Labor Day is synonymous with the end of summer, and the long holiday weekend is upon us. Labor Day is typically packed with celebratory events like backyard barbecues, final excursions to the lake, picnics at the park, and beach parties. But even festive events like these present hazards you should be aware of.
Whether you’re planning a final summer outing or staying home to wrap up summer chores, we want you and your family to enjoy a safe close to the season. To help you do so, we’ve gathered these helpful Labor Day weekend safety tips.
1. Road-trip, anyone?
According to the National Safety Council, nearly 400 deaths result from motor vehicle collisions over Labor Day Weekend. A notorious road-trip weekend, it’s one of the busiest on the road. If you’re planning a weekend excursion make sure you’re well rested, plan for frequent rest stops, and divide driving duties if possible.
You should also have your car checked by a registered mechanic to avoid a break down on the road. Don’t forget to pack a vehicle emergency kit that contains items like a flashlight, jumper cables, a tool kit, tire gauge and flares.
2. Festive fireworks
Fireworks are fun, flashy and festive, but many of us overlook the injury they can cause. The National Safety Council reports that children 10 to 14 years of age are at three times the risk of being injured by fireworks than the population as a whole. Even sparklers can inflict serious injury.
If you choose to use fireworks be sure you only light one at a time, maintain the recommended distance from spectators, and never allow any horseplay while fireworks are being set up or ignited. If a firework malfunctions, don’t re-light it. Above all, never allow young children handle fireworks and never use fireworks while under the influence of drugs or alcohol.
3. Alcohol in moderation
Alcohol and parties often go hand in hand, but beware that drinking impacts your decision making, coordination, reaction time and vision which makes you vulnerable to a number of hazards. If you plan on consuming alcohol, setting a limit on how much you will consume. And the time to set your limit is before you arrive at the neighborhood cookout. Once you set an alcohol limit, stick to it.
Drink one glass of water in between alcoholic drinks to help keep hydrated and pace your alcohol consumption. If you drink more than you planned, ask for help getting home. And keep in mind that operating a motor vehicle after just a drink or two is dangerous.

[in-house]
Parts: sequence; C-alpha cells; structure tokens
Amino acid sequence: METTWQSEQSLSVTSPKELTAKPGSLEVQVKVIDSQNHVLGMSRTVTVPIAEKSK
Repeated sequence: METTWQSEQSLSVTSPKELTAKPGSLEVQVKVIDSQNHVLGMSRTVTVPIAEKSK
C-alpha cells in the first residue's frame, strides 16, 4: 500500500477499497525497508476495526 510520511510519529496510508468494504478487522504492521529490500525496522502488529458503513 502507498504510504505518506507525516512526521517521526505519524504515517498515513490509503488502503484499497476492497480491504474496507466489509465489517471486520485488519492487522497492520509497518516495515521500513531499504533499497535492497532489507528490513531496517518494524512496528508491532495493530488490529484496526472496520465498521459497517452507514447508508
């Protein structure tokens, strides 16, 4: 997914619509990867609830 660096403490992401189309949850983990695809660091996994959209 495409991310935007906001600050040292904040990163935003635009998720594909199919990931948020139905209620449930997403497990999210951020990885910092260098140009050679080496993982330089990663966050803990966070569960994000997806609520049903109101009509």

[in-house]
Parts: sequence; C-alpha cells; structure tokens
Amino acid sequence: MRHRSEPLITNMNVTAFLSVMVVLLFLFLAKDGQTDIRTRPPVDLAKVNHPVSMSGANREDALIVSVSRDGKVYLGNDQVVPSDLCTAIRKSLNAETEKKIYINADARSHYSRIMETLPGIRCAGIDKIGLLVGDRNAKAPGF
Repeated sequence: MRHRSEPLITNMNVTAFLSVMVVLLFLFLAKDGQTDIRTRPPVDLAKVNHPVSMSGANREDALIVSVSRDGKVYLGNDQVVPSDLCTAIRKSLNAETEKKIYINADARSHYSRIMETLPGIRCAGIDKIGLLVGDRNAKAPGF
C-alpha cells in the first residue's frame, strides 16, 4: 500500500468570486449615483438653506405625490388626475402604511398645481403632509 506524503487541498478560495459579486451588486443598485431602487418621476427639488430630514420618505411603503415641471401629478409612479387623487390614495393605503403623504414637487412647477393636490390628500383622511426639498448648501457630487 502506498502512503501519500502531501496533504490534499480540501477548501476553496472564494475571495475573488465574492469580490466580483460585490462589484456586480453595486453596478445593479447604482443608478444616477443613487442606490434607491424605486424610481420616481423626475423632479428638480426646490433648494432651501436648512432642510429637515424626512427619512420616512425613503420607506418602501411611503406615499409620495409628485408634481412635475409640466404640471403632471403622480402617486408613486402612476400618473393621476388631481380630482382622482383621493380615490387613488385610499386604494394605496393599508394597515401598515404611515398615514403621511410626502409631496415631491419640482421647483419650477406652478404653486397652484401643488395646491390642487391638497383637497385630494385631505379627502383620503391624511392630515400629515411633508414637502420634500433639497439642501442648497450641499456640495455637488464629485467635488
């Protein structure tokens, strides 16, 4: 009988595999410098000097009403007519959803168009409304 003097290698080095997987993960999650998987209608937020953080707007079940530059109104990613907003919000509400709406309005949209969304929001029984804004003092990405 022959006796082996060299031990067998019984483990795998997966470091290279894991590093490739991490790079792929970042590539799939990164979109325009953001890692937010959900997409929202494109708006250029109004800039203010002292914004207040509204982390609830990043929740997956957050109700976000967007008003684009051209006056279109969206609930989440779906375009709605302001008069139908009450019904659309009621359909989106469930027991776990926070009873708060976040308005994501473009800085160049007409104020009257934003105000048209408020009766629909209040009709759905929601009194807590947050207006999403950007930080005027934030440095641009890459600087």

4. Boating safety
Boating is a quintessential Labor Day event. Make sure you keep it safe by ensuring the boat is in good mechanical condition, and carries all safety equipment including personal flotation devices, an emergency kit and a first aid kit. Keep away from restricted areas, be sure that you’re familiar with the rules of the water, and tell someone on land where you’re heading and what time you expect to return.
5. Conquering outdoor chores
Lots of us look forward to relaxing on Labor Day weekend, but if you’re tackling outdoor chores instead, we hope you’ll keep these safety tips in mind. Before you use any power tool make sure the cord isn’t frayed, that it is free of cuts and appears to be in good condition. If you need an extension cord be sure it is designed for outdoor use.
Additionally, be sure that the extension cord’s amperage can handle the demand of the power tool you’re using. Cleaning gutters, trimming trees and painting are just a few common outdoor chores that require a ladder, and ladders are notoriously dangerous.
Only use a ladder when there’s someone else at home and if you’re using a metal ladder be careful that it does not come into contact with an electrical source.
6. Prevent food-borne illnesses
What’s a Labor Day holiday without lots of food? Picnics, barbeques, and neighborhood pot-lucks are plentiful and that means so is the chance of food-borne illness. To minimize the chance of cross-contamination, wash your hands before and after you touch raw meat. Dry your hands on paper towels instead of cloth towels, and discard immediately.
Refrigerate meat that’s waiting to hit the grill. Never leave food that requires refrigeration (think potato salad, coleslaw or chicken salad) out in the sun. Instead, set the item the bowl is in on top of a pan filled with ice, and serve from a shaded area. Return the item to the refrigerator as soon as party-goers have been served.
Also protect against COVID-19
In addition to avoiding food-borne illness, follow current CDC recommendations for cleaning surfaces and navigating social interactions to lesser the chances of coronavirus spread.
7. Hydration and sun protection
Soda and juice might be a bit tastier, but you should hydrate your body with water instead. If you’re having a party, set out a few tubs full of bottled water and encourage your guests to drink small amounts often. Remember the golden rule: If your urine is yellow, you’re not drinking enough water.
It’s the end of summer, but in many parts of the country the sun is still raging. Apply sunscreen before you head out in the sun and reapply as necessary. Remember that the elderly and the young have especially sensitive skin and don’t forget that some medications can increase your skin’s sensitivity to the sun.
Whether you’re splashing in a pool, enjoying the ultimate picnic or knocking out those household chores, we want you to stay safe this Labor Day weekend. Remember: An accident is never planned. But keeping out safety tips in mind may help prevent one.